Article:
Cape Town has a scintillating drag tradition that dates back to the Thirties, especially in vibrant District Six. Today the pageants, the parties, the hairdressing salons and the fabulous drag queen shows still flourish across the city. However, it`s often hosted by backwood clubs, catering to a select few who know where to find them. The Queens of Cape Town is a photographic project that explores the world of drag queen beauty pageants and aims to look beyond the glitz and glamour of stilettos, glitter and tiaras to highlight the importance of safe spaces where queer bodies are celebrated. The Miss Gay pageants provide a platform for individuals to express themselves in a space where the LGBT community feels safe.
"The pageants thus become a vehicle to educate our communities, to respect and show tolerance towards people from diverse sexual orientation, cultural, religious and racial backgrounds. By deconstructing and breaking down the barriers of shame and intolerance important steps are taken in creating a just and equitable society." Enigma Von Hamburg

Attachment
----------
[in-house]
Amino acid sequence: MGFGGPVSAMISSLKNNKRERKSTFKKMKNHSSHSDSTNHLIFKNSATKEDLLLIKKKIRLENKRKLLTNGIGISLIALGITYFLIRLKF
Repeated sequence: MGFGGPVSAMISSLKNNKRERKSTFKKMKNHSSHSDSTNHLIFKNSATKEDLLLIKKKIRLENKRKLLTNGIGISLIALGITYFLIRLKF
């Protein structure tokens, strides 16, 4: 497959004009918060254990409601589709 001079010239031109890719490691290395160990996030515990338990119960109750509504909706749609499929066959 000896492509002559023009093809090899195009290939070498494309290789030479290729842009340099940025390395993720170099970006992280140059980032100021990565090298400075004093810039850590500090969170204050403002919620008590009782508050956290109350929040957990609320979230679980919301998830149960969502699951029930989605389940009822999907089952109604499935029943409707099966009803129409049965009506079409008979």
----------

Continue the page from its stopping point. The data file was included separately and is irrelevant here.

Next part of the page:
Labels like ‘gay,' ‘straight,' ‘female,' or ‘male,' just don’t fit-nor matter — in the world of drag queens. Drag queens thrive to push the envelope of gender and force the audience to realise the extensive complexity of gender representation and sexuality. It will never just be male or female; it goes deeper than appearance. Beyond their bold makeup, drag queens are standing up for the right to play and tease with gender and strip away the ‘traditional’ views of what gender is.